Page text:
Czech gov’t to discuss Temelín supervisor’s term

The government is due to extend the mandate of Václav Bartuška, its appointee to supervise the Temelín nuclear power plant expansion

The government’s Temelín commissioner Václav Bartuška says foreign demand for Czech electricity exports is bound to grow foto: © ČTKČeská pozice

The government’s Temelín commissioner Václav Bartuška says foreign demand for Czech electricity exports is bound to grow

The Czech government is due on Wednesday discuss a proposal to extend the mandate of its ongoing appointee to oversee the expansion of the current Temelín nuclear power plant by state-controlled electricity company ČEZ.

Government representative Václav Bartuška’s term runs out in June this year — ahead of the July 2 deadline for the three international bidders (Areva, Westinghouse and the consortium of Russia's Atomstrojexport and Škoda JS) to submit their bids.

Bartuška is seeking a two-year extension to his mandate to oversee the planned addition of two new nuclear reactors at the south-Bohemian plant, according to the Czech Mediafax news agency.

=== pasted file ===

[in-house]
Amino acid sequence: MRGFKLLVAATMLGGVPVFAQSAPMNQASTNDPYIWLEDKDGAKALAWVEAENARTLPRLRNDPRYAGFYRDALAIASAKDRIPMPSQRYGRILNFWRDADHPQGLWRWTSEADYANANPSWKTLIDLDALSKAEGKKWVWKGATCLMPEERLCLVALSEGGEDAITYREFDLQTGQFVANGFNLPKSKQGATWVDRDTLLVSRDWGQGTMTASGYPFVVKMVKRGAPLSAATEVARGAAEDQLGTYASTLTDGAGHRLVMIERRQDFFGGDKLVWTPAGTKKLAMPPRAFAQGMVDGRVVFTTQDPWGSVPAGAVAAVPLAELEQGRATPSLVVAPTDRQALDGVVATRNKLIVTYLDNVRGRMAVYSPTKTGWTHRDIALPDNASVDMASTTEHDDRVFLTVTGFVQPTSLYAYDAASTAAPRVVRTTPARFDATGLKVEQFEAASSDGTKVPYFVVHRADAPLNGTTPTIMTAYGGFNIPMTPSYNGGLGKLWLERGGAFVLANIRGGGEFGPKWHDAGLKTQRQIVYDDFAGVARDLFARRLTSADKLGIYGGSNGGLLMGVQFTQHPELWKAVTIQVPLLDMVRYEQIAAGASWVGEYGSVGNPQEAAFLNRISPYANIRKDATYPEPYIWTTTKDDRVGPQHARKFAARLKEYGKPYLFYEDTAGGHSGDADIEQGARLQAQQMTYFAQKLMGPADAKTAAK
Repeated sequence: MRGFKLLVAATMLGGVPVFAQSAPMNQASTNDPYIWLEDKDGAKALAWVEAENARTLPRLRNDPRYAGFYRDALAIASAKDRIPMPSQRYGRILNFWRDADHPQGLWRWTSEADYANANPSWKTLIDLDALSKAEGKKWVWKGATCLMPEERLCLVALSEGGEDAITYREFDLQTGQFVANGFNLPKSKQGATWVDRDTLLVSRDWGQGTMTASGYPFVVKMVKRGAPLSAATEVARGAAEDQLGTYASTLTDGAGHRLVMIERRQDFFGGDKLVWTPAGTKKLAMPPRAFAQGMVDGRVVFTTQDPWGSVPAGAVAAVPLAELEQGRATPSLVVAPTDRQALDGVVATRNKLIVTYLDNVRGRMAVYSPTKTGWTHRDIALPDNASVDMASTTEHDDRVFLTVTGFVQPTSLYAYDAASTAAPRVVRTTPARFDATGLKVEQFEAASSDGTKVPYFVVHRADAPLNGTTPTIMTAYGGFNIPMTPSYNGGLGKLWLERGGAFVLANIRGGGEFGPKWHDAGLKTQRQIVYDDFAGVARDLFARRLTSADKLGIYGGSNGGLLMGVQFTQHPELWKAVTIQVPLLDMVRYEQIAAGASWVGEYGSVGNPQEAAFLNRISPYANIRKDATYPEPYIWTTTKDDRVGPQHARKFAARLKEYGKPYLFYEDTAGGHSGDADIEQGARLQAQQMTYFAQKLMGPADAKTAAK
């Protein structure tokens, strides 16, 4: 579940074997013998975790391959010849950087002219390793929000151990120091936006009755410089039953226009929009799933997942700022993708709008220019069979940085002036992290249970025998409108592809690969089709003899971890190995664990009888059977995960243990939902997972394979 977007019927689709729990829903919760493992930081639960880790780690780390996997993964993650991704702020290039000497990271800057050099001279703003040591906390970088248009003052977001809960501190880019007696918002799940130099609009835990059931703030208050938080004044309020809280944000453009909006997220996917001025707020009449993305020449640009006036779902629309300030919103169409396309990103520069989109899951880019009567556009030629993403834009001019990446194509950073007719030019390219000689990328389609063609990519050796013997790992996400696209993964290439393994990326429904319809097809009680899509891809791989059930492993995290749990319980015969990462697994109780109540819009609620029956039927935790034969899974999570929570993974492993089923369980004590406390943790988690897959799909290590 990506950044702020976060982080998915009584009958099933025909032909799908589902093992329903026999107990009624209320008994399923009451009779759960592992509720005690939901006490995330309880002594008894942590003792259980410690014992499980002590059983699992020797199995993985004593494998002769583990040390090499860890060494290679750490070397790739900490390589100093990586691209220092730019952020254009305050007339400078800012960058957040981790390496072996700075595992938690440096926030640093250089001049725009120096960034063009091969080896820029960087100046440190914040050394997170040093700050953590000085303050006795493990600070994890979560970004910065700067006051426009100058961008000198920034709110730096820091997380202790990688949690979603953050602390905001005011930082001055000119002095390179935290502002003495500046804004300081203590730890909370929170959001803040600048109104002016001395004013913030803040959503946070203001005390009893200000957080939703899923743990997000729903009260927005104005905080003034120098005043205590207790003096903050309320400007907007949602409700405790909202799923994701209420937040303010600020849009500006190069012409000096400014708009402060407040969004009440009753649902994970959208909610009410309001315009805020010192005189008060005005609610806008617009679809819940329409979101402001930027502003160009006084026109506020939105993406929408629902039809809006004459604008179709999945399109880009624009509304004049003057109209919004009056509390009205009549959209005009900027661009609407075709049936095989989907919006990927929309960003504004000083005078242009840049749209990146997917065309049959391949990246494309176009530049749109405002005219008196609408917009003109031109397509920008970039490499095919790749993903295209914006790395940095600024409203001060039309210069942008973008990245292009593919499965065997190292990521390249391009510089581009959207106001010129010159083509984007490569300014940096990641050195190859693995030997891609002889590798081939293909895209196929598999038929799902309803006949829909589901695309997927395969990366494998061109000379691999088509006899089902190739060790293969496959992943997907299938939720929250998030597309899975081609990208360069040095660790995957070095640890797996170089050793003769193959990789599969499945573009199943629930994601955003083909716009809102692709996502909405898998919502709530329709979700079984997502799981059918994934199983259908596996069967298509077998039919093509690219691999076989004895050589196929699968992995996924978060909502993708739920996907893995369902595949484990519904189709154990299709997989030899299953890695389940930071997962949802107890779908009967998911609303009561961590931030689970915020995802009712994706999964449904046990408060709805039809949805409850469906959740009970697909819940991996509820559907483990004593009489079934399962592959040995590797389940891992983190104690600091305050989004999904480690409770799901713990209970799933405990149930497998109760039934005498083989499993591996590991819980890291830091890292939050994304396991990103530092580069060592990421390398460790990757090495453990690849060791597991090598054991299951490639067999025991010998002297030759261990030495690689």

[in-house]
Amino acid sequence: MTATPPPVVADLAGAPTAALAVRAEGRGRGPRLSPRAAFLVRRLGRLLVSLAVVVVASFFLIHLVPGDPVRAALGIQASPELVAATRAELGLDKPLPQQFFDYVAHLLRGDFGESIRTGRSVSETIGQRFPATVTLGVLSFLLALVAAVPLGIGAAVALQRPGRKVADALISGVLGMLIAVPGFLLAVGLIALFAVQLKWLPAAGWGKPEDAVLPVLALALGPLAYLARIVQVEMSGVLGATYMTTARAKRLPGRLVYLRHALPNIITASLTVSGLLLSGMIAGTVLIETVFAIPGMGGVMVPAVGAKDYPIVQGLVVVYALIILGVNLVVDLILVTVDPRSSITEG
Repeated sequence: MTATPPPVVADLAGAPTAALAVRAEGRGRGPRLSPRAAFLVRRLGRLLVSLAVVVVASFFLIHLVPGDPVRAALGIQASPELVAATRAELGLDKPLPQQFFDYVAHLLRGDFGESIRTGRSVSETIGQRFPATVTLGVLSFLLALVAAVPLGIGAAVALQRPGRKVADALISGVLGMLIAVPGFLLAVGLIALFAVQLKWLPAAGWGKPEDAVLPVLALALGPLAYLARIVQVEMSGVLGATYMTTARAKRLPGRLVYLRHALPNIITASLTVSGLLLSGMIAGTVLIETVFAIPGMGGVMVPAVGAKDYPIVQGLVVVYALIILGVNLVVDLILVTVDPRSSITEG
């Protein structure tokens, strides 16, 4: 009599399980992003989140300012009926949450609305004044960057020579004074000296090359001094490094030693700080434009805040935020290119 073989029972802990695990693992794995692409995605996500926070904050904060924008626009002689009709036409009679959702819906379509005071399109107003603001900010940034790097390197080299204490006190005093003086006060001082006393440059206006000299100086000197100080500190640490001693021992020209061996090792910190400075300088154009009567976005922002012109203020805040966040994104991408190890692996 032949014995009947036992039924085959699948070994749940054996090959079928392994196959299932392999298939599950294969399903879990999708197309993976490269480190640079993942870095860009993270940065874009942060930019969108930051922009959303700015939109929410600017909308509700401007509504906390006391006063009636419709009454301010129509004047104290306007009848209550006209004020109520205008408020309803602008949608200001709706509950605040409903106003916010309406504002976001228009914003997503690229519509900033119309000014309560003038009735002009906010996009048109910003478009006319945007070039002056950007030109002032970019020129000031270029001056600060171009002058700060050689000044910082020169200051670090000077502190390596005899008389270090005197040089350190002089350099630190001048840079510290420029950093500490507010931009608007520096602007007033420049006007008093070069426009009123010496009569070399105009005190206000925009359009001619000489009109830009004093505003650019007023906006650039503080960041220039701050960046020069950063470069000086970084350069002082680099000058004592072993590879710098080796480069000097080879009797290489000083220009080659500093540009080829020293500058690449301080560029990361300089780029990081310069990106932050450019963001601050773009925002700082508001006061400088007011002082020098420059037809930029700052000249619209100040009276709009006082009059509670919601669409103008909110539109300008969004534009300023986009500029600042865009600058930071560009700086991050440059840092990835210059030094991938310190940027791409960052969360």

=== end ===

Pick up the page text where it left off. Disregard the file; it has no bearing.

A former student leader in the Velvet Revolution that helped topple the communist Czechoslovak regime at the end of 1989, Bartuška was formerly the government’s point man concerning steps to improve the Czech Republic’s energy security. The country is heavily reliant on imported gas and oil. That mandate also covered coordinating EU energy security initiatives during the Czech presidency of the EU’s rotating council of ministers at the start of 2009.

Strategic overview

Bartuška’s latest role was agreed by the caretaker government headed by former prime minister Jan Fischer (non-aligned) in June 2010. The move was a reaction to fears that almost 70-percent state-controlled ČEZ was making all the running with regard to the nuclear tender with the state having insufficient say over some of the geo-political and strategic aspects of the deal described as the biggest ever public tender in the Czech Republic.

The initial appointment for two years was intended to cover the choice of contractor but the project suffered delays with ČEZ seeking more time to confirm fundamental aspects of how the tender would be framed the frontrunner bidders.

The choice of Temelín contractor has already been accompanied by substantial lobbying by the home countries of the main bidders, the US, France and Russia, with the Czech government worried about the diplomatic fallout from the final selection of a winner, which is due to take place by the end of 2013.

Previous articles on Temelín are available here